Non-cooperation with evil is as much a duty as is cooperation with good -Mahatma Gandhi
The Non-Cooperation Movement was pitched in under leadership of Mahatma Gandhi and the Indian National Congress from September 1920 to February 1922, marking a new awakening in the Indian Independence Movement.
Gandhiji realised , after a series of events, including the Jallianwala Bagh Massacre, that there was no chance of receiving fair treatment from the British, so he planned to withdraw the nation's cooperation from the British Government, thereby launching the Non-Cooperation Movement and disrupting the administrative structure of the country. This movement was a tremendous success since it inspired millions of Indians. This movement nearly shook the British government.
Rowlatt act and suppression of civil liberties.
The massacre in Jallianwala Bagh
Extreme disappointment and despair resulting from the Hunter commission's report
Economic hardship resulting from World War I
The ongoing Khilafat movement as a chance to bring Hindus and Muslims together.
From 4-9 September 1920, a special session of the Congress was held in Calcutta, where Gandhi's resolution on the noncooperation agenda was accepted despite a qualifying amendment from Bipin Chandra Pal of Bengal and despite opposition from old guards such as C.R. Das, Jinnah, and Pal.
The programme provided for-
surrender of government titles
boycott of schools, courts and councils
boycott of foreign goods
encouragement of national schools
arbitration courts and khadi (homespun cloth)
Abandonment of inviolability
Strict adherence to nonviolence
The programme was then approved at the December 1920 session of the Congress in Nagpur. Gandhi ji promised that the revolution will deliver swaraj within a year. If that did not occur or if the government resorted to repression, a campaign of civil disobedience involving nonpayment of taxes was to be initiated.
In order to transform the movement into a true mass organisation, the resolution also called for a dramatic reorganisation of the congress through the establishment of district and village-level groups. 4 anna membership was launched so that more and more poor people could join the Congress Reorganization of the Provincial Congress Committees so that now they would be organised on linguistic basis. The intention was to bring it closer to the masses.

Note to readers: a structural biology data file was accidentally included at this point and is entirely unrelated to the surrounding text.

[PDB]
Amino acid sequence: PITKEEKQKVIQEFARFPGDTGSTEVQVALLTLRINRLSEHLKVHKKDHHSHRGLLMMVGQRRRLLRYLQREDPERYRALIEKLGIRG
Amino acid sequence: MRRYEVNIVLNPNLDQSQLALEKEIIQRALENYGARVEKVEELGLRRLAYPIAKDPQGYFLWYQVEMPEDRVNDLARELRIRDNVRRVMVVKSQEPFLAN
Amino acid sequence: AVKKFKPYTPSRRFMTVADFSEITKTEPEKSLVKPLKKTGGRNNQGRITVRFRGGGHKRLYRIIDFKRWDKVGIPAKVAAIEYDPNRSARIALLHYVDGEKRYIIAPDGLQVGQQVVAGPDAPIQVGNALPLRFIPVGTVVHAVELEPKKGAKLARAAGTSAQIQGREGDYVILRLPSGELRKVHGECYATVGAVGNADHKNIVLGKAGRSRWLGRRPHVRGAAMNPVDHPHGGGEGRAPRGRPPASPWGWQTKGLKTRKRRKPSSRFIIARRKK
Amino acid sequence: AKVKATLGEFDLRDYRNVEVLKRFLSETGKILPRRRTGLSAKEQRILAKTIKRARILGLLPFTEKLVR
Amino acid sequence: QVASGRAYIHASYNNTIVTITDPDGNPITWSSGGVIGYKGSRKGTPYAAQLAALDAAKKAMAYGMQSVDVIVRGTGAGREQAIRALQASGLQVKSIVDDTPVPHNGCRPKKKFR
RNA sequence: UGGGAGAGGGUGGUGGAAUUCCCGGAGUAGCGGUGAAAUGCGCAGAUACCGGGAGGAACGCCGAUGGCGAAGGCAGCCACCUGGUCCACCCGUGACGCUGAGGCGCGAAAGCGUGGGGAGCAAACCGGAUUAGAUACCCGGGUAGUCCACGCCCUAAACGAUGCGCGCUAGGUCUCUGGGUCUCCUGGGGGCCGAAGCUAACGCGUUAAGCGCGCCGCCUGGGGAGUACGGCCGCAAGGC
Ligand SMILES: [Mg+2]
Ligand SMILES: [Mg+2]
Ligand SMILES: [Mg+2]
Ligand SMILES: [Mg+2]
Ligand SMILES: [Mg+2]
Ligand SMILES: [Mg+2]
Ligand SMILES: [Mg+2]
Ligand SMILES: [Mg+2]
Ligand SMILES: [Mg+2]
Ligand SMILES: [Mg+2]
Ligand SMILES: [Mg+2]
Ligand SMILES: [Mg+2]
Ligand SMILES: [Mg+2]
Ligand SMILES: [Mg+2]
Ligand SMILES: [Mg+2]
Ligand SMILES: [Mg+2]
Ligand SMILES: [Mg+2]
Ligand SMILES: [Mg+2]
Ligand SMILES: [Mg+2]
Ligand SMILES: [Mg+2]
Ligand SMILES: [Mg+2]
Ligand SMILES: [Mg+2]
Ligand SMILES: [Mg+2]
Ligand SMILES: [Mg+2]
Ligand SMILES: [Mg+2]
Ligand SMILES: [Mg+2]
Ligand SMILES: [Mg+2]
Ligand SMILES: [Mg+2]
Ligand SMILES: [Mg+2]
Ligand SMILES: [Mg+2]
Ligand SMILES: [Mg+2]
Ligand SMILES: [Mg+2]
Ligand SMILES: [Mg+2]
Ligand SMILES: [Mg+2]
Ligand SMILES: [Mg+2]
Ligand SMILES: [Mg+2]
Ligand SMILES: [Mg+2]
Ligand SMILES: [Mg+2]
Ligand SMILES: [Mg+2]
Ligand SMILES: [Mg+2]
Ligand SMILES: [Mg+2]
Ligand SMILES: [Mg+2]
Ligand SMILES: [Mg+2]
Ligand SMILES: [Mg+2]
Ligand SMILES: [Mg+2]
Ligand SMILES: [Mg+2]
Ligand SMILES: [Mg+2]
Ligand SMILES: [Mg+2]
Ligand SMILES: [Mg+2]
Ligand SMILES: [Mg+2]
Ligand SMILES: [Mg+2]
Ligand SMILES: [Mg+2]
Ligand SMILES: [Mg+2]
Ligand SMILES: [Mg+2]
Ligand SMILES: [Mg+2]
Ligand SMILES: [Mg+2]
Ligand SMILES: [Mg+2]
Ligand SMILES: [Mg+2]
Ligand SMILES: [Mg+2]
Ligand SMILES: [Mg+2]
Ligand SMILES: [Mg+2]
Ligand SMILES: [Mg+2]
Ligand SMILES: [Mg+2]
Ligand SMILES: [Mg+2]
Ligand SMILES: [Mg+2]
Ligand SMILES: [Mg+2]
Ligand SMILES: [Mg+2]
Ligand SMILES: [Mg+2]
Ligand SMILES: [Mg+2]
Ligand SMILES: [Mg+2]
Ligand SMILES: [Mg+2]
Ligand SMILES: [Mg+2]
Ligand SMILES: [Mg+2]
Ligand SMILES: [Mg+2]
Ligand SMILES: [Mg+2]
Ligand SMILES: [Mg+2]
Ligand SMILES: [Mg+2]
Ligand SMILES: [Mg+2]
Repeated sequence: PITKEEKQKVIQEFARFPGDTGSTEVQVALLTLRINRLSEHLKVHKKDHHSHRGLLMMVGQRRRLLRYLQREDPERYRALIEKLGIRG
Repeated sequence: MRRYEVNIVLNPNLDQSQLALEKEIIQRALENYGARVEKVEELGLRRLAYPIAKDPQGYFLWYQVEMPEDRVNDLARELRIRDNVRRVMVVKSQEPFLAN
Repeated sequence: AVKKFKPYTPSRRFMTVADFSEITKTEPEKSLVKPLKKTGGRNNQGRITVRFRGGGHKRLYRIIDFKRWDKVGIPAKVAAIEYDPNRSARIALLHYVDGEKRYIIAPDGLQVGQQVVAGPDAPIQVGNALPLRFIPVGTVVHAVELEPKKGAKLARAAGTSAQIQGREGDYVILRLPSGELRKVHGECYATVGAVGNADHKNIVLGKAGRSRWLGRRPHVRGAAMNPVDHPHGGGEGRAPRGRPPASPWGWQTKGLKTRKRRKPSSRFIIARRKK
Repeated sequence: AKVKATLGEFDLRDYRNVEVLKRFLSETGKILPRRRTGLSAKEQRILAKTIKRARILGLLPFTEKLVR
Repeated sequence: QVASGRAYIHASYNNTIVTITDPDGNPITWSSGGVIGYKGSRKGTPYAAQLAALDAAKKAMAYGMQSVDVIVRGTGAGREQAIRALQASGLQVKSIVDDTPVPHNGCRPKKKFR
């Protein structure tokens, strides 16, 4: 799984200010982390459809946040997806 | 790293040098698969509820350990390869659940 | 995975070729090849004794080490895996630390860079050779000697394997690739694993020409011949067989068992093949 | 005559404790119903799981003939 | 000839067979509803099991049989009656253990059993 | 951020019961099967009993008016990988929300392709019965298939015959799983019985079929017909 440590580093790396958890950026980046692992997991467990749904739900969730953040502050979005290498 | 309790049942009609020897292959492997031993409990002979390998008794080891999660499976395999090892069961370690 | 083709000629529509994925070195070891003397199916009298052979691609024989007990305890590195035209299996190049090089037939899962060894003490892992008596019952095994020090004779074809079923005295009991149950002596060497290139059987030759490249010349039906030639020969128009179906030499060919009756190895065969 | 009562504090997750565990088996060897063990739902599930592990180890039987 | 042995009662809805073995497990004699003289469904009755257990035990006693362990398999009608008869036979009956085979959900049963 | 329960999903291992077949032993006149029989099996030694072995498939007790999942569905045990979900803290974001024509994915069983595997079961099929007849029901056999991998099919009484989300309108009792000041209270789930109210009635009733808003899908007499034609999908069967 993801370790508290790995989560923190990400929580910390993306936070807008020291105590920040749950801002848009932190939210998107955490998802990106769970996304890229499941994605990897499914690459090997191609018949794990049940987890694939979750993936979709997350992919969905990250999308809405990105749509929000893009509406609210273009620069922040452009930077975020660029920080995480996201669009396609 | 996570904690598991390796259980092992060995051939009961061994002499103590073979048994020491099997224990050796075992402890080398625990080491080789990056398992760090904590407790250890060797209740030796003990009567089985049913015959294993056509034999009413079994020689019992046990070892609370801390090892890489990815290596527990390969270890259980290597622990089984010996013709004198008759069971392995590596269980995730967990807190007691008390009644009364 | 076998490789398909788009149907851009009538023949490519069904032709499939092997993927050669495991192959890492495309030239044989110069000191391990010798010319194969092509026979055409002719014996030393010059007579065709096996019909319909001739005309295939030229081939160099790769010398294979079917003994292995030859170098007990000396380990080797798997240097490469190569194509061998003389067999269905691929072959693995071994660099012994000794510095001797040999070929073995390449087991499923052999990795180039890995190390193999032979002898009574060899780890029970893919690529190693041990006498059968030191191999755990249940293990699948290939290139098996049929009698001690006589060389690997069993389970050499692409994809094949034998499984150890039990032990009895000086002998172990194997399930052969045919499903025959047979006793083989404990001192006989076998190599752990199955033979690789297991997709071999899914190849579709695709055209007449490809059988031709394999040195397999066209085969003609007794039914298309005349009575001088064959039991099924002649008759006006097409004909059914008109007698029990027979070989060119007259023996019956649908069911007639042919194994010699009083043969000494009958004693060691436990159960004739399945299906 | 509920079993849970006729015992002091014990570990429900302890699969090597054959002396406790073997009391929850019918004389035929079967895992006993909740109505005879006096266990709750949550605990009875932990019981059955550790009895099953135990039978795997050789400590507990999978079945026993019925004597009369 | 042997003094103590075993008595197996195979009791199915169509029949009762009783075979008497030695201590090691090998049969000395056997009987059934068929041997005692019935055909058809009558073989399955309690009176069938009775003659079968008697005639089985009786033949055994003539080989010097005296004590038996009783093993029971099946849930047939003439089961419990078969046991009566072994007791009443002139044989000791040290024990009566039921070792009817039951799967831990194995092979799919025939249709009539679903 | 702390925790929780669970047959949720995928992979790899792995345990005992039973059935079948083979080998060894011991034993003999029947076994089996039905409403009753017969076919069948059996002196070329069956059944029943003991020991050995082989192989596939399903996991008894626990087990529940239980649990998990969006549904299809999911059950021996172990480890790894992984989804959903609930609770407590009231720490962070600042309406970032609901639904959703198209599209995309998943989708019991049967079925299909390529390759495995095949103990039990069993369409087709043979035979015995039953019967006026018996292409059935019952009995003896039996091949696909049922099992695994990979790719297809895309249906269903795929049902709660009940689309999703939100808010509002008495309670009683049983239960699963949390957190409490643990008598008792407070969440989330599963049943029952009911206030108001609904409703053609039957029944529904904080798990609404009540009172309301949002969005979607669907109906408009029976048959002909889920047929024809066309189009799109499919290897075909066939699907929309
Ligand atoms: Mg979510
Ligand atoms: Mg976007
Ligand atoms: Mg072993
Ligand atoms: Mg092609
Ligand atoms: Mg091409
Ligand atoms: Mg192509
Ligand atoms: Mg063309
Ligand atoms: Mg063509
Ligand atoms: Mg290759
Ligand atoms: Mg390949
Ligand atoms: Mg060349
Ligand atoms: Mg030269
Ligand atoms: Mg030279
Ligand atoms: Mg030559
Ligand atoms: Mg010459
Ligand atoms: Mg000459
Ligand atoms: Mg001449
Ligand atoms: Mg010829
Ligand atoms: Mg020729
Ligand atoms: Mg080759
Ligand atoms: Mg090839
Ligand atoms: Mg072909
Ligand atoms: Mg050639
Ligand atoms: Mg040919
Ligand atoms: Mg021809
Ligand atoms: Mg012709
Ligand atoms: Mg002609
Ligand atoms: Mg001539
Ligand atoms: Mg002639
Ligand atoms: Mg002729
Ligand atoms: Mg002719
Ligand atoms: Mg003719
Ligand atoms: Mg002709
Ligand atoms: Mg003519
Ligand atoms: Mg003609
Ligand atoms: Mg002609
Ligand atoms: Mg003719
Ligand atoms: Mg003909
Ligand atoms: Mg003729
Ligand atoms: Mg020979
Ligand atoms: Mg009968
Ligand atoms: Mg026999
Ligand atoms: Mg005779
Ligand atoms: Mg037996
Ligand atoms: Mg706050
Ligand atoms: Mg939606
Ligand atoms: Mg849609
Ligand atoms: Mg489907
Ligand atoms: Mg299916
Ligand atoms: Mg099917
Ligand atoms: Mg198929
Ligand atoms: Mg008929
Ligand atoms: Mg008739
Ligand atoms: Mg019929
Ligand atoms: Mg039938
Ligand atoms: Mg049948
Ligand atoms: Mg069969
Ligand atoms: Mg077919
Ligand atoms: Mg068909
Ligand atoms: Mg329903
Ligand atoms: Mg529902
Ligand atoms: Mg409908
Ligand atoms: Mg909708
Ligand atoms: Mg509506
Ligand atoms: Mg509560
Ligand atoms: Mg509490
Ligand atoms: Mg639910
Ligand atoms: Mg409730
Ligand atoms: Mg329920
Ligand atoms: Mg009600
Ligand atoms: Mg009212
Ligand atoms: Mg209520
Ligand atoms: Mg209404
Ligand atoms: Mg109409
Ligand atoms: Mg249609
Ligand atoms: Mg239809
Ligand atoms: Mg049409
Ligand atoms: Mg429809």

Gandhi ji called off the movement abruptly after the chauri chaura incident in February 1922. (Chauri Chaura event in which 22 police officers were burned to death)
He believed that the movement was becoming increasingly violent in several locations and that the satyagrahis were not prepared for a mass movement. He felt that use of violence can backfire as this would give legitimacy to Britishers to unleash terror on unarmed Indians. He was devoted to the principles of nonviolence.
According to Bipan Chandra, the underlying cause for the movement's retreat was Gandhiji's desire for a dignified exit as the masses grew weary.
There were commununal undertones, incidents in several regions, including as the Mappila insurrection in Malabar, which Gandhi ji did not want to take on a sectarian hue at any cost. And the Khilafat issue was beginning to fade and so does the Muslim participation.
Though the movement was a failure in terms of its stated goals and the promises made by the INC and Gandhi, the Non Cooperation Movement NCM) was successful in that Gandhiji was able to organise the masses against the British Raj, and the British came to realise that their rule is not unchallengeable.
Non-cooperation, wrote Mahatma Gandhi’s American biographer Louis Fischer, became the name of an epoch in the life of India and of Gandhiji. Noncooperation was sufficiently negative to be peaceful yet sufficiently positive to be effective. It required denial, sacrifice, and self-control. It was preparation for independence. The British Raj was rattled to its foundations for the first time since the revolt of 1857 due to the non-cooperation movement.